How to live with the Standard Edition of Oracle
With the advent of open source relational database platforms, many organizations must be looking at Oracle Enterprise Edition(EE) pricing and calling it outrageous. Not to mention the drying up of budgets in this economy. You can’t do anything for the sunk cost of the existing EE licenses. However, even for new purchases, switching to an entirely different database platform can be impractical. Some companies make compromises and go with Standard Edition(SE), or for single-node installations, Standard Edition ONE.
What are the pitfalls of using Oracle SE? Here are a few considerations to be taken when choosing to use Standard Edition:
- Release Management. Strict release procedures should be in place. Database changes should not be released to a production environment running SE without shutting down the application first. This is particularly true for applications that have a lot of data. The limitations of SE such as the inability to build index online makes releasing schema changes on-the-fly very difficult.
- Application Testing. The database should best be running only a few key, well-tested applications, rather than a big assortment of different applications. The lack of Database Resource Manager in SE means that applications are left to consume resources(cpu cycles, etc) freely. A big assortment of different applications particularly those firing ad-hoc or dynamically composed SQL statements is prone to give you grief.
- Datawarehouses most likely shouldn’t be hosted on an SE database due to the lack of bitmap indexes on SE.
- Applications that have a lot of data also are not good candidates to run on SE. SE’s lack of multi-channel RMAN backup makes RMAN backups very time consuming for big databases. You can consider other ways of backing up big databases, such as using SAN snapshots. However, RMAN is an essential part of the Oracle backup strategy. So this comes down to hosting only small datasets on SE. How small should it be? Roughly the databases would best be less than 300GB. Otherwise, RMAN full backups will take a long long time.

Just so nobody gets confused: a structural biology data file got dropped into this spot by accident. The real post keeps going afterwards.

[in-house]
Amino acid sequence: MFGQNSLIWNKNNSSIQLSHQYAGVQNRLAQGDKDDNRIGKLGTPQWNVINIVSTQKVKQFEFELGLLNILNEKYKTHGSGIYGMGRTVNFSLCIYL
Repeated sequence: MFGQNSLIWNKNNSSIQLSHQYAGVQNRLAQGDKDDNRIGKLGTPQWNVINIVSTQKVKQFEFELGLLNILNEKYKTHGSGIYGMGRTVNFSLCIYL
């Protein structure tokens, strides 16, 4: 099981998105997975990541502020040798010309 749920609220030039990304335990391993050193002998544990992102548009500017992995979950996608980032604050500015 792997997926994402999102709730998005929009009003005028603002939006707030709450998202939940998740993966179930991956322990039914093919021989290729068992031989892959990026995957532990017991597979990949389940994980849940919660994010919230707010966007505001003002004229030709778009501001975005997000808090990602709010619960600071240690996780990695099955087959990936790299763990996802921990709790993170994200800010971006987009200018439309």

- Transportable Tablespaces is not available with SE. So as you sync production data to a development database, you’ll have to rely on other utilities such as data pump export/import or the legacy export/import. Those utilities take a long time to dump out and import data.
- Parallel Operations. All parallel operations are disabled on SE. This applies to parallel query, parallel index creation, parallel data pump export/import, etc, etc.
- Virtual Private Database(VPD) / Fine Grained Security are not available for SE. This means it’s harder to allow a broader user base and use that feature to automatically make only a subset of data visible based on the users’ credentials/profile.
- All Options are not available. Options are only available for EE only. So no partitioning, active data guard, advanced compression, etc, etc.
In essence, anything that allows the database to scale is taken off on SE. To be able to live with SE, you have to practice discipline, testing your applications thoroughly and making sure that SQL statements fired at the SE database are not resource-hogging surprises(this one may be tough to do). Manage the release management procedures, shutdown the applications first, then apply database schema changes and build indexes. Keep things simple and small. Huge tables or indexes will definitely give you a lot of problems down the road for SE.
If you go with open source relational database platforms, those certainly have their own limitations. Their pros and cons vary. Some of their features are comparable to Oracle EE. For example, Postgresql can do online index creation whereas Oracle SE cannot. Some are even weaker than Oracle SE. For example, MySQL cannot do a true hotbackup w/o blocking ongoing DMLs.
When a company can afford to purchase Enterprise Edition licenses, functionally it is really the best you can get. But if it’s not feasible and you choose to stick with Oracle by using SE, then you’ll need to prepare to be strict on your procedures and don’t expect you’d have easy solutions when problems happen. Tuning into that mindset would make using SE a lot easier. You really do get only what you paid for.